Tuesday, November 29, 2011

Episode 83 - Daksha's Sacrifice

Episode 83 - The brothers learn of the massacre of their sons & allies, and summon Draupadi to break the news.  As usual, all she wants is revenge.  Thus the Pandavas go off on one final mission to avenge the death of their sons.  They track down Ashwatthaman and find him hanging out with Vyasa and Narada.  As soon as they set eyes on each other, the boy Brahmin sets off his Brahmashira weapon, which is 100s of times more powerful than the Brahmastra, and sounds a lot like a hydrogen bomb-- "All living things are destroyed and no rains fall for 12 years."

The Rishis step in and order Arjun to put his guns away, but Ashwatthaman cannot retract this weapon once it is unleashed, so instead, he turns it loose on the wombs of the Pandava women, making them sterile and killing their one remaining heir-- Uttara's unborn son Parikshit.

Fortunately, Krishna revives the kid, but there shall be no more Pandava offspring after this.

To help explain how Ashwatthaman was able to pull off this massacre single-handedly, Krishna tells a few stories about Shiva, and just how temperamental and dangerous he can be.  In fact, Shiva really comes off as more of a force of nature than a Saddhu living in the hills.

My guess is, that if we understood the physics of Time, we might realize that Shiva stands in for one of the main functions of time, which is change.  The other aspects of time are novelty (Brahma), and the moment of Now, which I believe is represented by Vishnu.


  1. I was just rewatching Sita Sings the Blues, it occurred to me that Ravana didn't do anything wrong according to the Dharma of a kshatriya or at least not much. He had great spiritual power and he kidnapped a woman of his caste to marry her. He didn't force himself on her. It's true that he should have fought rama for her, but he must surely have felt justified if the kind of reasoning used for justification in the Mahabharata is applied to his case. He wants her and can't think of a way to get her without trickery. It makes me wonder about the moral message of the Ramayana even more than the Mahabharata. Any thoughts?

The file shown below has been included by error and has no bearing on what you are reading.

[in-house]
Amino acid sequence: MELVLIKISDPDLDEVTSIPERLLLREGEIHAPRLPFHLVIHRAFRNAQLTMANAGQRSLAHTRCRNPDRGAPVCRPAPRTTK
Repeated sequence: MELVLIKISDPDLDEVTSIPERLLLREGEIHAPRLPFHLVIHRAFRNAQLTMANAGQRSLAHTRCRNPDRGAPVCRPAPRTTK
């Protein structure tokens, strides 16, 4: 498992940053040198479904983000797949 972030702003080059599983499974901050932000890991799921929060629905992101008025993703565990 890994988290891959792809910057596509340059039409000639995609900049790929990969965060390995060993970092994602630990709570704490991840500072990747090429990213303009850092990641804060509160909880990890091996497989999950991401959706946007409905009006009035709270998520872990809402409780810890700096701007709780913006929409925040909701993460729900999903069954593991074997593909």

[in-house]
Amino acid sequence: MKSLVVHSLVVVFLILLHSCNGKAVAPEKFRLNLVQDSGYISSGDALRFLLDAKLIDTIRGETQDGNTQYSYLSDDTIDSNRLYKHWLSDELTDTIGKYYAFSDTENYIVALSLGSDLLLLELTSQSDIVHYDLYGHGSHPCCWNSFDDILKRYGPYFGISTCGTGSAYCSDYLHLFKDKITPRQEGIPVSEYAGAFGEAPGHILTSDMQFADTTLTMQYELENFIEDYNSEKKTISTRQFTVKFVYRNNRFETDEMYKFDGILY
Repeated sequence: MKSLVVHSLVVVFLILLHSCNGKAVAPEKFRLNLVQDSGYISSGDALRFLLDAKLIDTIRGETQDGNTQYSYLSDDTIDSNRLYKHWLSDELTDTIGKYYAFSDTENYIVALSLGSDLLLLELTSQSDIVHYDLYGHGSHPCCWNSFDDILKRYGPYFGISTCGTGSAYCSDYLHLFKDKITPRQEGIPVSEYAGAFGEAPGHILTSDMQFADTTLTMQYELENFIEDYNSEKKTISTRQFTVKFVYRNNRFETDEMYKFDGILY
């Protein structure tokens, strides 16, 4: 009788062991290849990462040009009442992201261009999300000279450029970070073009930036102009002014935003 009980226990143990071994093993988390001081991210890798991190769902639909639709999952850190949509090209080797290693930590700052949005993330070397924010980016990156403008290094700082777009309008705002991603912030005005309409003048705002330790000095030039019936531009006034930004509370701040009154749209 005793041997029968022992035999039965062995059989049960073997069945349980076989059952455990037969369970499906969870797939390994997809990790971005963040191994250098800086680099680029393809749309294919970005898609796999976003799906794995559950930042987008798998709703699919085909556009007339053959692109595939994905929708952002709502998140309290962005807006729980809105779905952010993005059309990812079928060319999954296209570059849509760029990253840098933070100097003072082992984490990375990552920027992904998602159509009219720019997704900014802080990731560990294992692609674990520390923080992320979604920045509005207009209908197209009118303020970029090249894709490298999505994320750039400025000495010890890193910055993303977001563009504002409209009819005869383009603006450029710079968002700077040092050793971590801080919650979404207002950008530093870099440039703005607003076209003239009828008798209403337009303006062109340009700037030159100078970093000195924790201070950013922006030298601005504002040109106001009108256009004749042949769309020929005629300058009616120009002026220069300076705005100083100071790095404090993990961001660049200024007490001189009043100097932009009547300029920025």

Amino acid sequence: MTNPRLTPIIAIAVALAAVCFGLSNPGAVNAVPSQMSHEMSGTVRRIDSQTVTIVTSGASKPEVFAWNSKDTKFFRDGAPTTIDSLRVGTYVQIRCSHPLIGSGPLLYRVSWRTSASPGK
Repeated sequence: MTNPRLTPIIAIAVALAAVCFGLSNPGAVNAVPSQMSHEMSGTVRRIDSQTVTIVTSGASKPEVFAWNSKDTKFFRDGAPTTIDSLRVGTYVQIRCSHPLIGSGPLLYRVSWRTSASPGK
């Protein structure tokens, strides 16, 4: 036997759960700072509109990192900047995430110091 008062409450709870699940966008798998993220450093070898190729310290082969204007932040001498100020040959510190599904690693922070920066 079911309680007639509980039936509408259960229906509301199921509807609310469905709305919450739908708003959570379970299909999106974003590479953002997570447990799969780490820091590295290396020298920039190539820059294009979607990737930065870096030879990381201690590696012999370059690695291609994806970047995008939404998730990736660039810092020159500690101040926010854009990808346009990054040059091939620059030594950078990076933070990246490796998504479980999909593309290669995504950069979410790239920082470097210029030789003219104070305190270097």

2. I'm so deep in the rules of morality in the Mahabharata that I can tell you what makes Ravana a bad guy-- on two counts. The first is not that he stole Rama's wife, but that he failed to first vanquish Rama. We saw that in the abduction of Draudpadi-- Jayadratha was criticized only for failing to first kill the Pandavas. Apparently it was otherwise OK to steal her.

    But we know that sometimes the rules are meant to be broken, and that for a good cause, one may break the rules and still be considered righteous. The distinction is very subtle-- it's OK to break the rules if you are good, but not OK if you are bad. And Ravana is bad. That's just a fact. Therefore he has no excuse for breaking the rules.

    In our relativistic age, it is hard to accept that one side in any fight is good and the other side is bad by definition, but in these ancient tales, it is assumed that everyone could distinguish the good guys from the bad. And I'm not sure that they are wrong about that...

    Thanks for staying with me so long!